In the beginning, Fatsis himself, while he does not hold them up for ridicule or anything like that, recognizes that much of the story here lies in the oddish personalities who are attracted to this competition.  But then he too succumbs and gradually turns into the word freak of the title.  The whole thing is more than a little disconcerting.

Whether you're a Scrabble fan yourself, or just looking for a good read, the book is definitely enjoyable.  But I couldn't help but agree with the sentiment expressed by Alfred Butts's nephew Bob (Alfred Butts, in case you hadn't figured it out, invented the game) :

    He thought he was inventing a game people would play around a card table, like bridge or
    something like that.  He didn't quite get the point of memorizing word lists.

Neither do I, Bob, neither do I.

(Reviewed:)

Grade: (B+)

  

Websites:

See also:

Sports (General)
Book-related and General Links:
    -BOOK SITE : Word Freak by Stefan Fatsis (FSB Associates)
    -NPR Archives Search
    -AUDIO INTERVIEW : Noah talks to sports reporter Stephen Fatsis who just returned from the National Scrabble Championships. Fatsis describes the colorful scene, the fierce competition, and the final winner, Brian Cappelletto (NPR, All Things Considered, August 14, 1998 )
    -ESSAY : The Wiffle Kings (Stefan Fatsis, Wall Street Journal,  August 06, 1999)
    -ESSAY : This is not your ordinary match (Stefan Fatsis, Wall Street Journal,  June 19, 1998 )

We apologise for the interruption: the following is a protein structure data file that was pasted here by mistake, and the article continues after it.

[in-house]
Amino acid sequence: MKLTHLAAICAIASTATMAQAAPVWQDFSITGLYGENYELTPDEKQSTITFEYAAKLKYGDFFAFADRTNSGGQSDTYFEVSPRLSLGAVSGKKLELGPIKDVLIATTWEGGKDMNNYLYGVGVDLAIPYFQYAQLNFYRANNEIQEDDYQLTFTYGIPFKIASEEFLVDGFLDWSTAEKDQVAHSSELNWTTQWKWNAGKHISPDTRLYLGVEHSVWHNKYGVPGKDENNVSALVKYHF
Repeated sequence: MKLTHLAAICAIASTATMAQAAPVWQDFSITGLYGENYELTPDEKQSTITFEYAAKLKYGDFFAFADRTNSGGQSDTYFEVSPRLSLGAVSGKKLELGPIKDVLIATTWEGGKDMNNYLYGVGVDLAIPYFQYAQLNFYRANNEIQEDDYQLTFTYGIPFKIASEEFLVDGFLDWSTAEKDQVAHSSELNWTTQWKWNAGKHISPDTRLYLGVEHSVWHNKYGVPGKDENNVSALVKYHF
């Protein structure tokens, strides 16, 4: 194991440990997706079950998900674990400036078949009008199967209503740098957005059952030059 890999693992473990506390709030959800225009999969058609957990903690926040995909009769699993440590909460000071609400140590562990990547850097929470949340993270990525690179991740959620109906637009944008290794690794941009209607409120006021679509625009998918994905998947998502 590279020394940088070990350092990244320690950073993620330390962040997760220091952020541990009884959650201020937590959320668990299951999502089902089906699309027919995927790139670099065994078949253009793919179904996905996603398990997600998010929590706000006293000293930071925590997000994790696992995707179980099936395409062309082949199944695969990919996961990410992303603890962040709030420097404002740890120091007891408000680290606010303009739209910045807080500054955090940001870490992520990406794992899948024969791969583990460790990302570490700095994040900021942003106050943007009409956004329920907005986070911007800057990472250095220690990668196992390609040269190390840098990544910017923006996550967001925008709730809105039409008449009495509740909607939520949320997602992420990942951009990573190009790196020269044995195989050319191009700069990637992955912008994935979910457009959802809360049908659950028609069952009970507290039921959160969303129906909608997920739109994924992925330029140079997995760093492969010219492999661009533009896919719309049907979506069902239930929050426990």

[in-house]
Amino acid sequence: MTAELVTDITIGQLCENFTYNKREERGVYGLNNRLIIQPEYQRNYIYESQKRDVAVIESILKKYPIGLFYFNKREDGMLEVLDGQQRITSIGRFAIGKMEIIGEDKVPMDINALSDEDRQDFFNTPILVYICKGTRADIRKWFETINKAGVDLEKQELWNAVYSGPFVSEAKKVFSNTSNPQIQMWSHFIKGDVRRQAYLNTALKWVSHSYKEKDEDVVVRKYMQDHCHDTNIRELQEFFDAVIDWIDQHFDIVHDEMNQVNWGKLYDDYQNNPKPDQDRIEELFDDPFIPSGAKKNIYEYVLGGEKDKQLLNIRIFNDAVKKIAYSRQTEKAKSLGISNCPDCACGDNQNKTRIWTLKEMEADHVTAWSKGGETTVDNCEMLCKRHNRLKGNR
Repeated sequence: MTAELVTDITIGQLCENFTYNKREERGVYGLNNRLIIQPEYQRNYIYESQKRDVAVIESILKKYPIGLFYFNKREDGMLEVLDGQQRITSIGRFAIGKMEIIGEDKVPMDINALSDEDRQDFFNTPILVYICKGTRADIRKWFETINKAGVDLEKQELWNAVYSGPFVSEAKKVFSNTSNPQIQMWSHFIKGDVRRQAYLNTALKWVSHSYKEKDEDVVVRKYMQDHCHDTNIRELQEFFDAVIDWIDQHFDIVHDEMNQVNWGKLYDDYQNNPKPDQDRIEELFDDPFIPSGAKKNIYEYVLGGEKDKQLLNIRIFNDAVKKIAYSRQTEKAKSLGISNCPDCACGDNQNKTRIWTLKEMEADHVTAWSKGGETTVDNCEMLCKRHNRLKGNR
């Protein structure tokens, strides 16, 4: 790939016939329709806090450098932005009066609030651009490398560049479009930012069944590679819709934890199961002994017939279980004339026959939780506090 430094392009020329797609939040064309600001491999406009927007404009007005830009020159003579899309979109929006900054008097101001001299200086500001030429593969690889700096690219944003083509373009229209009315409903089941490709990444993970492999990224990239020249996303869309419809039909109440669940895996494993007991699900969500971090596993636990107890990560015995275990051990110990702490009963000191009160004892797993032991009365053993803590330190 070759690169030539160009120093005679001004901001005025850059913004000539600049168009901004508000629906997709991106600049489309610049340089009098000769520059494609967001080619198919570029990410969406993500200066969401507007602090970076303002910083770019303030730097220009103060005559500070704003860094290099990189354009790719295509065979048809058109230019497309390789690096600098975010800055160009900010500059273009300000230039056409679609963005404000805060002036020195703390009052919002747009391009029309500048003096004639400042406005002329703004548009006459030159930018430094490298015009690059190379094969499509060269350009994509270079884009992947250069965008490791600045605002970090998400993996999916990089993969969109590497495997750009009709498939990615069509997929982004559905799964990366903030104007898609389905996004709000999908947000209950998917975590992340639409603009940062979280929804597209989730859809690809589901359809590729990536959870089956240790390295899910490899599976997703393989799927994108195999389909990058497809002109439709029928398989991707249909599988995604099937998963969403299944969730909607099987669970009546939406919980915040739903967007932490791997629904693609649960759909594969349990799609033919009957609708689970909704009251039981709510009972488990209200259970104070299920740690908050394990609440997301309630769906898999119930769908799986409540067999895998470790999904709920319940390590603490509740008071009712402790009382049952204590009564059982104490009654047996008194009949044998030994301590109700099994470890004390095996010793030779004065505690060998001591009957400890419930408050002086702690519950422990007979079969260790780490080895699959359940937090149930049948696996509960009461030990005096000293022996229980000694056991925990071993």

-ESSAY : Humble Beginnings Can Lead to the Big Leagues (Stefan Fatsis, Wall Street Journal)
    -ESSAY : How the XFL Became a Big Flop in TV History (Stefan Fatsis and Joe Flint, April 23 2001, Wall Street Journal)
    -ESSAY : Bogus buyers spoil luxury home sales (Stefan Fatsis, May 10, 1997 , The Wall Street Journal)
    -ESSAY : Is That a Haunted House You're Buying  (Stefan Fatsis, Wall Street Journal, 27 October 1995)
    -ESSAY : Sue thy neighbor (Stefan Fatsis, 8/11/96, The Wall Street Journal)
    -ESSAY : Cities remodel to lure upscale buyers (Stefan Fatsis, The Wall Street Journal )
    -PROFILE : of Whitley Streiber  (STEFAN FATSIS Associated Press)
    -REVIEW : of Word Freak (Janet Maslin, NY Times)
    -REVIEW : of Word Freak (Molly McQuade, Washington Post)
    -REVIEW : of   Word Freak: Heartbreak, Triumph, Genius, and Obsession in the  World of Competitive Scrabble By Stefan Fatsis (Steve Greenlee, Boston Globe)
    -REVIEW : of Word Freak (Bob Minzesheimer, USA TODAY)
    -REVIEW : of Word Freak (Scott C. Yates, Rocky Mountain News)
 

GENERAL :
    -Worldwide Scrabble
    -National Scrabble Association
    -Jim's Scrabble Page (Jim Geary)
    -Official Scrabble Players Dictionary
    -Scrabble Club
    -LINKS : General-Interest Print Media Articles on Scrabble
    -ESSAY : Wordstock Nation: Valley Scrabble fanatics rack havoc with America's favorite word game (Dewey Webb, Phoenix New Times, March 11, 1999 )

Comments:

Well written review. However, given the narrative structure of much of the book, I would consider labeling the part of your review where you reveal his rating at the end of the book as a "spoiler".

- John in DC

- Sep-15-2003, 10:17